Movie Name: Blood Simple
Studio: River Road Productions
Release Date(s): September 7, 1984 (Toronto International Film Festival)/January 18, 1985 (US)
MPAA Rating: R
Hiring a private investigator named Loren Visser (M. Emmet Walsh), Julian Marty (Dan Hedaya) learns that his wife Abby (Frances McDormand) is sleeping with one of his employees named Ray (John Getz)…and Marty cannot have this. As Ray and Abby plan to run off together despite Ray’s misgivings, Marty has his own plan. Hiring Visser to kill Ray and Abby, Marty thinks he’s found a way to deal with his two-timing wife…but Visser has his own plans for Abby, Ray, and Marty.
Written and directed by Joel and Ethan Coen, Blood Simple is a dramatic thriller. The first film of the Coen Brothers, Blood Simple was released to critical acclaim but a weak box office return. The movie gained a cult following and received a Criterion release (Criterion #834).
The Coen Brothers are generally solid and their first outing shows why they were solid. A simple story of affairs and stuff of pulp novels gets a gritty, dark, and thoughtful presentation. Blood Simple holds up as a great neo-noir thriller.
The story for the movie is classic but with a twist. You have a jilted (and jerky) husband, a cheating wife, and a guy who’s even second guessing himself. The wild card comes with the introduction of a private eye who has his own plans. The crafting of the movie has all parties not communicating with each other and everyone doubting each other’s motives. It ends in a grizzly showdown that still gets me a bit squeamish.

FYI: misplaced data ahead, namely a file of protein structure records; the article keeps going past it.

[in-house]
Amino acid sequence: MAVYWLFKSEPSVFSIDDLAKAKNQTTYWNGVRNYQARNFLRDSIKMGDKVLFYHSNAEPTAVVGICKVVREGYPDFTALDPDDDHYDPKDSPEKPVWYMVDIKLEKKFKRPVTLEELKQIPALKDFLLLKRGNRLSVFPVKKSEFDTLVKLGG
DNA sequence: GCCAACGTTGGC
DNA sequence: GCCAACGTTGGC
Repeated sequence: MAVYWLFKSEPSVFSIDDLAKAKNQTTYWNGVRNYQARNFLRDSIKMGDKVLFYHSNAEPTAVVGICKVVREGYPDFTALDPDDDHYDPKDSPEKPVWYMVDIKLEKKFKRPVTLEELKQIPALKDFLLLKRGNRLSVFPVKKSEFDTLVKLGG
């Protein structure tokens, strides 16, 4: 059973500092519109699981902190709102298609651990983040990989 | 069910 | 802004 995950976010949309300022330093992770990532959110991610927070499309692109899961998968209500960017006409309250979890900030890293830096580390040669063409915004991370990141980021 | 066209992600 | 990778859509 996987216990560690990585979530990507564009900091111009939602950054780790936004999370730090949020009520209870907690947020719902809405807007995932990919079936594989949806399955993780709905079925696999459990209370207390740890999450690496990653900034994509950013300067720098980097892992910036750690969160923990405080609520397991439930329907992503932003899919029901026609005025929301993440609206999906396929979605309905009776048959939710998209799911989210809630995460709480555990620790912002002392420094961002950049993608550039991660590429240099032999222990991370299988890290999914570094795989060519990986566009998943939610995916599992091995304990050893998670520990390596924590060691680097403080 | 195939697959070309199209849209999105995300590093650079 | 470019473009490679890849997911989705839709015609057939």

The Coens were working with a rather limited budget and their actors reflected it. The cast is mostly made up of character actors (at the time it was made), but they get great performances out of them. M. Emmet Walsh had been around for a long time, but his plotting P.I. is one of his most memorable roles. Dan Hedaya is good as the husband who despite being not a nice guy seems to really care about his wife. John Getz is the weakest of the batch but still good and Frances McDormand premiered in this film and married Joel Coen in 1984 (her roommate and future Coen Bros. actress Holly Hunter has a voice role in the movie).
What makes Blood Simple excel is that it looks great. It takes the best of noir films and applies to a dusty Texas town. The film makes great use of lights and lightning. The final showdown with Visser and the bloody stabbed hand still hurts and is quite gross.
Blood Simple is a simple movie that was made great by skillful filmmaking. The movie is a classic in its own sense and that is impressive since it was the start of a career that has a number of classics in it. The Coen Brothers directorial follow-up to Blood Simple was Raising Arizona in 1987 which was even better received.